Let's say we have $X_1,\ldots, X_n$ iid Bernoulli($p$), ask for MLE for $p$. I'm pretty struggled on the second derivative of log-likelihood function, why it is negative? My second question is what is MLE when the maximum is achieved on the boundary of the parameter space : ${\sum x_i}=0$ or $n$? Looking forward to any feedback and suggestions.

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    $\begingroup$ Well, I have another question which is how to prove $\frac{\sum x}{n}$ is global maximum rather an local maximum? $\endgroup$ Commented Apr 23, 2017 at 18:30
  • $\begingroup$ Sorry for misleading statement,, my question was how to prove the second derivative is negative? $\endgroup$ Commented Apr 23, 2017 at 20:29
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    $\begingroup$ Please edit the question to reflect your two comments so that people don't have to read the comments to understand what you want $\endgroup$
    – Glen_b
    Commented Apr 24, 2017 at 10:01

2 Answers 2


Its often easier to work with the log-likelihood in these situations than the likelihood. Note that the minimum/maximum of the log-likelihood is exactly the same as the min/max of the likelihood. $$ \begin{align*} L(p) &= \prod_{i=1}^n p^{x_i}(1-p)^{(1-x_i)}\\ \ell(p) &= \log{p}\sum_{i=1}^n x_i + \log{(1-p)}\sum_{i=1}^n (1-x_i)\\ \dfrac{\partial\ell(p)}{\partial p} &= \dfrac{\sum_{i=1}^n x_i}{p} - \dfrac{\sum_{i=1}^n (1-x_i)}{1-p} \overset{\text{set}}{=}0\\ \sum_{i=1}^n x_i - p\sum_{i=1}^n x_i &= p\sum_{i=1}^n (1-x_i)\\ p& = \dfrac{1}{n}\sum_{i=1}^n x_i\\ \dfrac{\partial^2 \ell(p)}{\partial p^2} &= \dfrac{-\sum_{i=1}^n x_i}{p^2} - \dfrac{\sum_{i=1}^n (1-x_i)}{(1-p)^2} \end{align*} $$

The penultimate line gives us the MLE (the $p$ that satisfies the first derivative of the log-likelihood (also called the score function) equal to zero).

The last equation gives us the second derivative of the log-likelihood. Since $p\in [0,1]$ and $x_i \in \left\{0,1\right\}$, the second derivative is negative.


The negative sign of the second derivative shows that the stationary point is a maximum. A positive would indicate a minimum.

The second derivative tells you how the first derivative (gradient) is changing. A negative value tells you the curve is bending downwards. This occurs at a maximum.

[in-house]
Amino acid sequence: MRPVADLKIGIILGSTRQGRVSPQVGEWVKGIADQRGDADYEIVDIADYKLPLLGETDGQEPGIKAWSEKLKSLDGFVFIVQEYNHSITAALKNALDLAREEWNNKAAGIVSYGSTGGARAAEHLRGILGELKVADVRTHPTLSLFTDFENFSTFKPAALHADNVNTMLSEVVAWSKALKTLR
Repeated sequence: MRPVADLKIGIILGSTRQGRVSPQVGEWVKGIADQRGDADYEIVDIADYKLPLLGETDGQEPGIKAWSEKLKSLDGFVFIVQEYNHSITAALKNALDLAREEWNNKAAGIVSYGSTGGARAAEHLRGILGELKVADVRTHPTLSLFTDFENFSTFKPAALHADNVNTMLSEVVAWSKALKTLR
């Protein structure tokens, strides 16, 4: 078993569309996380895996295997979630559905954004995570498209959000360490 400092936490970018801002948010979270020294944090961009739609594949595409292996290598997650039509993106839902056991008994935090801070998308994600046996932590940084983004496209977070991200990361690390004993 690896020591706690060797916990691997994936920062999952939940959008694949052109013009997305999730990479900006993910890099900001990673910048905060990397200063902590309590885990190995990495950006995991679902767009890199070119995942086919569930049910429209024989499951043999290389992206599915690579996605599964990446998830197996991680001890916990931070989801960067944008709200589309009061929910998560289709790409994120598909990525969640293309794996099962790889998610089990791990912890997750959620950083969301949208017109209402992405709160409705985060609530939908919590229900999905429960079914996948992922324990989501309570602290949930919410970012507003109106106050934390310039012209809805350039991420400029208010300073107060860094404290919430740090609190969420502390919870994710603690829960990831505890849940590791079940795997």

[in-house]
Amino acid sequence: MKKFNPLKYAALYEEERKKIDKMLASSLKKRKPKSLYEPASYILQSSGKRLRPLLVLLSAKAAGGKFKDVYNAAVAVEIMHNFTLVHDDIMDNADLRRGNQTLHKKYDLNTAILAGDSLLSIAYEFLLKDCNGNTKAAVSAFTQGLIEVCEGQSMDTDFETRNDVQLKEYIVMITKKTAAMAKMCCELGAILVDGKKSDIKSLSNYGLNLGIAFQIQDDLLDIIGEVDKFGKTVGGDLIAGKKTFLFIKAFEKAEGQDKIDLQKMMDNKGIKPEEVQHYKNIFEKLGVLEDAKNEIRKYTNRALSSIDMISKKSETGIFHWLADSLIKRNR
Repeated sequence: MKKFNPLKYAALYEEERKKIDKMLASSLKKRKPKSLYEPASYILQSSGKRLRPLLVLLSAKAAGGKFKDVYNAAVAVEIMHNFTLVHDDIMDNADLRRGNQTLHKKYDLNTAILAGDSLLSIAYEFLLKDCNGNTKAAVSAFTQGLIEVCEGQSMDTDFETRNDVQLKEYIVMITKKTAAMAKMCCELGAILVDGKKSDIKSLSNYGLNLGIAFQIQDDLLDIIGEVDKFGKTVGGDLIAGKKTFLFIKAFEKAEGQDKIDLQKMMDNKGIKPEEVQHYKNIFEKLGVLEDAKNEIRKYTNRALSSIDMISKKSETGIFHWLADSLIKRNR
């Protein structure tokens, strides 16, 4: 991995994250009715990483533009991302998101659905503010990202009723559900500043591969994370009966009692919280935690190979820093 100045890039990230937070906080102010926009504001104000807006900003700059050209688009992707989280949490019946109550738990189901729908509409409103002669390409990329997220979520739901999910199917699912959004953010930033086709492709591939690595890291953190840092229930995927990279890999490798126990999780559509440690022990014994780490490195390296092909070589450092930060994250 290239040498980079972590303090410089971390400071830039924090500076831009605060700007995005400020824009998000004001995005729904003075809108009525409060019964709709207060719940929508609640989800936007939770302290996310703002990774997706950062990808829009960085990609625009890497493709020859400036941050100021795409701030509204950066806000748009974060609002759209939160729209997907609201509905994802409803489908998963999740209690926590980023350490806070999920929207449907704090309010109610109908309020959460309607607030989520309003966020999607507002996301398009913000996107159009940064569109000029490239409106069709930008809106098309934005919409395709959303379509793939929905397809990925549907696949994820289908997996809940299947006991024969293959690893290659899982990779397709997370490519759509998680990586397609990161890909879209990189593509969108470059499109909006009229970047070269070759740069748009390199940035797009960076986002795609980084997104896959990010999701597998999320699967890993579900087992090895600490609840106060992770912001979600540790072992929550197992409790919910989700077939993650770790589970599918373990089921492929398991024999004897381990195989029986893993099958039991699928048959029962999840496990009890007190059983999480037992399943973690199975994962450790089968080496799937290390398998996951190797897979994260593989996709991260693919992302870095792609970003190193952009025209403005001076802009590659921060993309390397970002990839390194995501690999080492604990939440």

Assuming from your post you already have the first derivative of the log-likelihood function \begin{equation} \frac{d\ \ln f}{dp}=\frac{\sum_i x_i}{p}-\frac{n-\sum_i x_i}{1-p} \end{equation}

giving \begin{equation} \hat{p}=\frac{\sum_i x_i}{n} \end{equation}

Second deriative \begin{equation} \frac{d^2(\ln f)}{dp^2}=-\frac{\sum_i x_i}{p^2}-\frac{n-\sum_i x_i}{(1-p)^2} \end{equation}

This will be negative for all real values of p, as inspection confirms that for the two fractions in the expression, both numerators and both denominators are positive.

We can demonstrate this for the specific value of $\hat{p}$ found.

Substituting your value of $\hat{p}$

\begin{equation} \frac{d^2(\ln f)}{d p^2}=-\frac{\sum_i x_i}{(\frac{\sum_i x_i}{n})^2}-\frac{n-\sum_i x_i}{(1-\frac{\sum_i x_i}{n})^2} \end{equation}

\begin{equation} =-\frac{\sum_i x_i}{(\frac{\sum_i x_i}{n})^2}-\frac{n-\sum_i x_i}{(\frac{n-\sum_i x_i}{n})^2} \end{equation} \begin{equation} =-\frac{n^2}{\sum_i x_i}-\frac{n^2}{n-\sum_i x_i} \end{equation}

Which is clearly negative.

You know this is a global maximum, as it is the only maximum! Minimums​ occur at the boundaries.

You could prove $p = 0$ was the maximum on the boundary by showing the gradient was always negative.

Likewise if gradient is always positive, this would prove $p = 1$ is the maximum.

  • $\begingroup$ Sorry for misleading statement,, my question was how to prove the second derivative is negative? $\endgroup$ Commented Apr 23, 2017 at 20:30
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    $\begingroup$ That makes more sense. I'm​ typing on my phone, so i won't attempt to write equations. The steps will be to find second derivative, then substitute value of p that gives stationary point. $\endgroup$ Commented Apr 23, 2017 at 20:45
  • $\begingroup$ Back to my computer! I've added second derivative. $\endgroup$ Commented Apr 24, 2017 at 2:46
  • $\begingroup$ Your argument is incorrect: even when only one maximum can be found among the critical points of a function, it is not necessarily a global maximum. Counterexample: $y=x^4-x^2$ has a single maximum at $x=0$ among its critical points, but its value ($0$) clearly is not a global maximum. $\endgroup$
    – whuber
    Commented Jan 18, 2019 at 20:33
  • $\begingroup$ @whuber I think the argument is valid because in this case the optimization is bounded on both sides. In bounded optimization, you are guaranteed to find global optima by checking all critical points plus the boundary. $\endgroup$ Commented Nov 15, 2019 at 19:25

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